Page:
Run Oracle using the metadata CLI

FeatureStatus
StagePROD
Metadata
Query Usage
Data Profiler
Data Quality
LineagePartially via Views
DBT
Supported Versions--
FeatureStatus
LineagePartially via Views
Table-level
Column-level

In this section, we provide guides and references to use the Oracle connector.

Configure and schedule Oracle metadata and profiler workflows from the OpenMetadata UI:

OpenMetadata 0.12 or later

To deploy OpenMetadata, check the Deployment guides.

To run the Ingestion via the UI you'll need to use the OpenMetadata Ingestion Container, which comes shipped with custom Airflow plugins to handle the workflow deployment.

Note: To retrieve metadata from an Oracle database, the python-oracledb library can be utilized, which provides support for versions 12c, 18c, 19c, and 21c.

To ingest metadata from oracle user must have CREATE SESSION privilege for the user.

To run the Oracle ingestion, you will need to install:

All connectors are defined as JSON Schemas. Here you can find the structure to create a connection to Oracle.

In order to create and run a Metadata Ingestion workflow, we will follow the steps to create a YAML configuration able to connect to the source, process the Entities if needed, and reach the OpenMetadata server.

The workflow is modeled around the following JSON Schema

This is a sample config for Oracle:

username: Specify the User to connect to Oracle. It should have enough privileges to read all the metadata.

password: Password to connect to Oracle.

hostPort: Enter the fully qualified hostname and port number for your Oracle deployment in the Host and Port field.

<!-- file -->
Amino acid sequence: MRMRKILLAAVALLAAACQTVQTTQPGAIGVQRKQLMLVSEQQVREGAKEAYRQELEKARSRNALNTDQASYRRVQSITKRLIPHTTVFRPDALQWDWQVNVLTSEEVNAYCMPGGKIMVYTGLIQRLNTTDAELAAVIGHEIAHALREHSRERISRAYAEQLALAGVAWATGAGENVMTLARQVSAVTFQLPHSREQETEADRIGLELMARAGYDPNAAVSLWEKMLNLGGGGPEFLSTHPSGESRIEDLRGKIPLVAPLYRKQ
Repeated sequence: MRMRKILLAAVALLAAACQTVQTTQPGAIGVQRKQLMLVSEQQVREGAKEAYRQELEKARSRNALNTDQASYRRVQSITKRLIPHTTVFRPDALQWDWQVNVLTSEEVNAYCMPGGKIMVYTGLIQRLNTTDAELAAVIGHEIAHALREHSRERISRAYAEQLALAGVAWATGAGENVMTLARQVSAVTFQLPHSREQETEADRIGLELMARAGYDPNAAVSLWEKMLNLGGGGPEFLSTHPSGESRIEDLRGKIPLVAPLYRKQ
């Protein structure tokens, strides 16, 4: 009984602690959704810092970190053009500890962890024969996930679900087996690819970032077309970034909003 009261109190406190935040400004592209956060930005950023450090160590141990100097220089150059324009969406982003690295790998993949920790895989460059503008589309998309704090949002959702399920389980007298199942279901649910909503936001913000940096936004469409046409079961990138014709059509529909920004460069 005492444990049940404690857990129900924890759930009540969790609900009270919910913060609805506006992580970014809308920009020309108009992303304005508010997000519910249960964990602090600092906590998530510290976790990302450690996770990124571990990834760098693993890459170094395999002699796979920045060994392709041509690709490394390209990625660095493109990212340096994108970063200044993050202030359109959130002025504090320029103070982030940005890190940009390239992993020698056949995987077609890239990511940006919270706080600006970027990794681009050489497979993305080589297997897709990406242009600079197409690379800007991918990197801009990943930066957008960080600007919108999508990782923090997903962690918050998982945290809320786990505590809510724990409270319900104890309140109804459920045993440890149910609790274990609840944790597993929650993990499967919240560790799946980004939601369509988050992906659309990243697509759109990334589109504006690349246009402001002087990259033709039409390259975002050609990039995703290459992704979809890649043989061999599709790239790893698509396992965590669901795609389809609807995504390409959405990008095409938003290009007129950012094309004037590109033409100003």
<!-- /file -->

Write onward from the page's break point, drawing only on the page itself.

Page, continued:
oracleConnectionType :

  • oracleServiceName: The Oracle Service name is the TNS alias that you give when you remotely connect to your database and this Service name is recorded in tnsnames.
  • databaseSchema: The name of the database schema available in Oracle that you want to connect with.
  • Oracle instant client directory: The directory pointing to where the instantclient binaries for Oracle are located. In the ingestion Docker image we provide them by default at /instantclient. If this parameter is informed (it is by default), we will run the thick oracle client. We are shipping the binaries for ARM and AMD architectures from here and here for the instant client version 19.

The sourceConfig is defined here:

markDeletedTables: To flag tables as soft-deleted if they are not present anymore in the source system.

includeTables: true or false, to ingest table data. Default is true.

includeViews: true or false, to ingest views definitions.

databaseFilterPattern, schemaFilterPattern, tableFilternPattern: Note that the filter supports regex as include or exclude. You can find examples here

To send the metadata to OpenMetadata, it needs to be specified as type: metadata-rest.

The main property here is the openMetadataServerConfig, where you can define the host and security provider of your OpenMetadata installation.

For a simple, local installation using our docker containers, this looks like:

Connection Options (Optional): Enter the details for any additional connection options that can be sent to Athena during the connection. These details must be added as Key-Value pairs.